STS.030 Forensic History
Professor Kate Brown
Fall 2019: Mon/Wed 9:30-11
How widespread was the bubonic plague? What caused the fall of Rome? Who introduced rice cultivation in North America—European colonists or African-born enslaved? How many people did Chernobyl radioactive contamination kill?
Forensic history marries the tools of scientists to the research agenda of historians to solve mysteries buried in the past. This course serves as a workshop to explore forensic history (a developing discipline) by following new pathways to research and write history in the 21st century.
For centuries, historians have largely worked in archives and libraries using texts as the main catalyst to understand the past. This method has its limitations. Historians could only reach people who left behind a written record. What about people who were illiterate or too poor to preserve a record of their existence? Also missing from traditional historical method was the history of animals, plants and any other object that did not speak the way humans do. This shortcoming has become increasingly apparent as we realize in new ways the interconnected qualities of humans with the environment around them.
This course will serves as a workshop where students explore new science and technologies to open wormholes into a past which had long been considered inaccessible. Students will investigate how researchers deploy forensic technologies to confirm or dispute controversial events in history. Drawing on a large palette of techniques—from, for example, science on climate change, geology, molecular biology, proteomics, DNA testing, carbon dating to big data analysis—students will invent their own research techniques to understand histories of previous centuries.
One premise of this course is that with new sources and research methods, historical narrative will also transform. Students will explore narrative voice and writing techniques that elucidate a growing awareness of the shared properties of the human and natural worlds and of the general problem of the planet in a state of ecological distress.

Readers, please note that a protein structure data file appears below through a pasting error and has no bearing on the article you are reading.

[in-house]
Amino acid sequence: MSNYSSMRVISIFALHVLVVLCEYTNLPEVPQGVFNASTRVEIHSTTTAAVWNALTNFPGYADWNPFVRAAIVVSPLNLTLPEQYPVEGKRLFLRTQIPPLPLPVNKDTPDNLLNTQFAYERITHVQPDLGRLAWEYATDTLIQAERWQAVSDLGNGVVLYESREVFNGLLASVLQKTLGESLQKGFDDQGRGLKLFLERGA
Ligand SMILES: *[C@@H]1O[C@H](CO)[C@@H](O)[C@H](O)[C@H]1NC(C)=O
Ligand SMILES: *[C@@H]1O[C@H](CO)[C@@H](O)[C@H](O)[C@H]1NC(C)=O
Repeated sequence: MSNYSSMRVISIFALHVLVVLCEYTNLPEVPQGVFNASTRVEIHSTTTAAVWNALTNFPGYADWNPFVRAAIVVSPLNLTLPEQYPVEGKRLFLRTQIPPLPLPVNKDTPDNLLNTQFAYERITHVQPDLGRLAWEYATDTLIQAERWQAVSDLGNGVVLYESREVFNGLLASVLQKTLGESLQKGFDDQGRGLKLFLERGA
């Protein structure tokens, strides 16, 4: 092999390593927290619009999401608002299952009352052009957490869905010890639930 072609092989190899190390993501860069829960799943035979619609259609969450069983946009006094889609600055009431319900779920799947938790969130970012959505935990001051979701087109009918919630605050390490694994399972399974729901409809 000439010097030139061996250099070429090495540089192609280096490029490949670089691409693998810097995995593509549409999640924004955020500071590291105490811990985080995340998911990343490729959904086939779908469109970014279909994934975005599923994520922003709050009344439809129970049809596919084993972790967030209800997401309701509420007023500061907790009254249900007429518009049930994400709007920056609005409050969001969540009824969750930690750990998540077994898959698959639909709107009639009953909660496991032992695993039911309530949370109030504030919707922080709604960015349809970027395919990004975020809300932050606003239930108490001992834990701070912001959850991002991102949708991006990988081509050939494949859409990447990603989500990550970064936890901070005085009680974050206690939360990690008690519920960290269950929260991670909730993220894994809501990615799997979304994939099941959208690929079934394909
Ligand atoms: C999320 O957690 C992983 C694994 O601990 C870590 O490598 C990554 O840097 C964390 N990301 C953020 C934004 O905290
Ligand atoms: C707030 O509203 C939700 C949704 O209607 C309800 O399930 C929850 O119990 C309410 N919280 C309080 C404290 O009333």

Explore: Students will solve a mystery or crime in the past by coming up with a unique methodology to crack their case. The format of the course is collaborative. Workhopping ideas, swapping and borrowing from one another, teaming up and collaborating, we will seek to create new research techniques and hopefully solve some mysteries. In this course, it’s the process, rather than results, that are most important.
As the workshop develops research priorities, we will make field trips to labs and other sites to learn more, ask questions and gather information.
Writing the path to exploration. Like the great adventurers of the 19th century, students will log their journey into the past and practice how to describe their quest and explain complex technologies and science in plain language in order to bring readers along with us.
A sample of readings include some of the following:
– Joanna Radin. Life On Ice: A History of New Uses for Cold Blood (Chicago, 2017)
– Marianne Sommer, History Within: The Science, Culture, and Politics of Bones, Organisms and Molecules (Chicago, 2016)
– Lorraine Daston (ed). Science in the Archive (Chicago, 2017)
– Susan Lindee and Dorothy Nelkin. The DNA Mystique (Michigan, 2010)
– Robert C. Williams, The Forensic Historian: Using Science to Reexamine the Past
– Timothy LeCain, The Matter of History